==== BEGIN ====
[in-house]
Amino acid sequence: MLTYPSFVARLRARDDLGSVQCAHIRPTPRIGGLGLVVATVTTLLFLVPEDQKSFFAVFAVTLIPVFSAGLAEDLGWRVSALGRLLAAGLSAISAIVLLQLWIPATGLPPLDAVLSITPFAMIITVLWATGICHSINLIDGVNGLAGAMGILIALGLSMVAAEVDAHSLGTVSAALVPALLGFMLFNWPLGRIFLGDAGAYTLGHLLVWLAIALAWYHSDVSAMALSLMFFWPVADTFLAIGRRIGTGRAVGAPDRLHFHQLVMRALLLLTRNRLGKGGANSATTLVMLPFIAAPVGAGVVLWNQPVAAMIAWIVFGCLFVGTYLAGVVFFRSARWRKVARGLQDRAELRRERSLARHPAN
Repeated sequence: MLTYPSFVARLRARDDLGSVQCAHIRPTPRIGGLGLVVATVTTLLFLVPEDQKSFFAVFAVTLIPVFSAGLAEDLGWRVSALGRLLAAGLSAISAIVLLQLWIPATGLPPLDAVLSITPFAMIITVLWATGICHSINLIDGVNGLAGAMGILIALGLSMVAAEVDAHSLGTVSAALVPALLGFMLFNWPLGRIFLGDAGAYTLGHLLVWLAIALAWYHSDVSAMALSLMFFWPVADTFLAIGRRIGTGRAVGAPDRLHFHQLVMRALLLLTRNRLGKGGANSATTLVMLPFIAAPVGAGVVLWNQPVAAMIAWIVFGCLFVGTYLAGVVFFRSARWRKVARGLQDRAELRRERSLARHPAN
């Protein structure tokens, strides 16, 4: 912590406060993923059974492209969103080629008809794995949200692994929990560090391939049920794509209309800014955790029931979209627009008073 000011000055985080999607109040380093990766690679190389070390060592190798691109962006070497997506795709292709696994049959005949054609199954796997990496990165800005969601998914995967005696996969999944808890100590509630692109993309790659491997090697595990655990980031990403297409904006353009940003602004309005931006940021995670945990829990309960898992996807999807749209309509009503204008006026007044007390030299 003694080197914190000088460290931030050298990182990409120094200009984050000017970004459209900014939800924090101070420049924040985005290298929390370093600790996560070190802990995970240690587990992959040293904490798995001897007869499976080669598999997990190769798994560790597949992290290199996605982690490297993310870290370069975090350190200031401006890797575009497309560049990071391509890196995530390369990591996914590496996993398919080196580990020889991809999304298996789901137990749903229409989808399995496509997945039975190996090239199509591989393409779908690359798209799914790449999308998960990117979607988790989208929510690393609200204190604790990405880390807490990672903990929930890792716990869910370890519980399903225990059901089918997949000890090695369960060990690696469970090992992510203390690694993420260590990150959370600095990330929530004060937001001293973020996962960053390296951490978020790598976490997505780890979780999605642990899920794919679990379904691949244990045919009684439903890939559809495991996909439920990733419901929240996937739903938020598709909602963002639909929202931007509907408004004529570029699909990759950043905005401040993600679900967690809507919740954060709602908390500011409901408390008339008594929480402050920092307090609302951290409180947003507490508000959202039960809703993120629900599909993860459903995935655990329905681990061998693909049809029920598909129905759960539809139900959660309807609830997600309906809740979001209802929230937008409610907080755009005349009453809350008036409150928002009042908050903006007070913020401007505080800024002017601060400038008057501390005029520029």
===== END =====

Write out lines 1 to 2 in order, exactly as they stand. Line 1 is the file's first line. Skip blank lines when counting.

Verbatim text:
[in-house]
Amino acid sequence: MLTYPSFVARLRARDDLGSVQCAHIRPTPRIGGLGLVVATVTTLLFLVPEDQKSFFAVFAVTLIPVFSAGLAEDLGWRVSALGRLLAAGLSAISAIVLLQLWIPATGLPPLDAVLSITPFAMIITVLWATGICHSINLIDGVNGLAGAMGILIALGLSMVAAEVDAHSLGTVSAALVPALLGFMLFNWPLGRIFLGDAGAYTLGHLLVWLAIALAWYHSDVSAMALSLMFFWPVADTFLAIGRRIGTGRAVGAPDRLHFHQLVMRALLLLTRNRLGKGGANSATTLVMLPFIAAPVGAGVVLWNQPVAAMIAWIVFGCLFVGTYLAGVVFFRSARWRKVARGLQDRAELRRERSLARHPAN